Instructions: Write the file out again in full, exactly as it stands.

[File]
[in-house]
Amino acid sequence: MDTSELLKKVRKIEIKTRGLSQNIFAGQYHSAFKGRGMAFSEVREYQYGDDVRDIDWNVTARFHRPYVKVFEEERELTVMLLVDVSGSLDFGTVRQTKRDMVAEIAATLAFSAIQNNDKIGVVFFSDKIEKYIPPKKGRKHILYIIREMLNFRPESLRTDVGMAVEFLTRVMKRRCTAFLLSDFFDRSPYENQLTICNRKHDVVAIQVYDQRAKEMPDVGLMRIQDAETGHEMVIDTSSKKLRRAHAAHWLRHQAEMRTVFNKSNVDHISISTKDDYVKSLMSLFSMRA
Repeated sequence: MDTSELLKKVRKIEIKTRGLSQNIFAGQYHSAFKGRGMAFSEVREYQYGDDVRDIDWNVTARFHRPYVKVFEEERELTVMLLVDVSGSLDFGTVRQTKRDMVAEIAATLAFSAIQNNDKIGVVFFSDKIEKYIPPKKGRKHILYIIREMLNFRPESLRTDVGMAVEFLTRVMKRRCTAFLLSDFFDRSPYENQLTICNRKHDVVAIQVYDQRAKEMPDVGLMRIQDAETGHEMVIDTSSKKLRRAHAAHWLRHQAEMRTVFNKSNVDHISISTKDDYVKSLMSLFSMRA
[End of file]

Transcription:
[in-house]
Amino acid sequence: MDTSELLKKVRKIEIKTRGLSQNIFAGQYHSAFKGRGMAFSEVREYQYGDDVRDIDWNVTARFHRPYVKVFEEERELTVMLLVDVSGSLDFGTVRQTKRDMVAEIAATLAFSAIQNNDKIGVVFFSDKIEKYIPPKKGRKHILYIIREMLNFRPESLRTDVGMAVEFLTRVMKRRCTAFLLSDFFDRSPYENQLTICNRKHDVVAIQVYDQRAKEMPDVGLMRIQDAETGHEMVIDTSSKKLRRAHAAHWLRHQAEMRTVFNKSNVDHISISTKDDYVKSLMSLFSMRA
Repeated sequence: MDTSELLKKVRKIEIKTRGLSQNIFAGQYHSAFKGRGMAFSEVREYQYGDDVRDIDWNVTARFHRPYVKVFEEERELTVMLLVDVSGSLDFGTVRQTKRDMVAEIAATLAFSAIQNNDKIGVVFFSDKIEKYIPPKKGRKHILYIIREMLNFRPESLRTDVGMAVEFLTRVMKRRCTAFLLSDFFDRSPYENQLTICNRKHDVVAIQVYDQRAKEMPDVGLMRIQDAETGHEMVIDTSSKKLRRAHAAHWLRHQAEMRTVFNKSNVDHISISTKDDYVKSLMSLFSMRA